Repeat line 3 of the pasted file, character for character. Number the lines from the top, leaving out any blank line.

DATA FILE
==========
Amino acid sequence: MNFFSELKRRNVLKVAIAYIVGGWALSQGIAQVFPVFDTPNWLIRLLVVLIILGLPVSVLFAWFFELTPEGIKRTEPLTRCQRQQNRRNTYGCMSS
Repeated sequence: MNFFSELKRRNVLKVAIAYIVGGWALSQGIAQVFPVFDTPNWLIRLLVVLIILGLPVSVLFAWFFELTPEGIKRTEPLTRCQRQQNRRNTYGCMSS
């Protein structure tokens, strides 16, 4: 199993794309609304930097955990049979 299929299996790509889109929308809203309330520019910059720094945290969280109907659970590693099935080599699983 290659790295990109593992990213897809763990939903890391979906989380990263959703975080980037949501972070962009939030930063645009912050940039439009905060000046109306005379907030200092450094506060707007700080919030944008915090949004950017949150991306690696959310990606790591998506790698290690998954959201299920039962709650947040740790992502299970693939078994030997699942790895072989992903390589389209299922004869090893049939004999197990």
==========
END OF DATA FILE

């Protein structure tokens, strides 16, 4: 199993794309609304930097955990049979 299929299996790509889109929308809203309330520019910059720094945290969280109907659970590693099935080599699983 290659790295990109593992990213897809763990939903890391979906989380990263959703975080980037949501972070962009939030930063645009912050940039439009905060000046109306005379907030200092450094506060707007700080919030944008915090949004950017949150991306690696959310990606790591998506790698290690998954959201299920039962709650947040740790992502299970693939078994030997699942790895072989992903390589389209299922004869090893049939004999197990």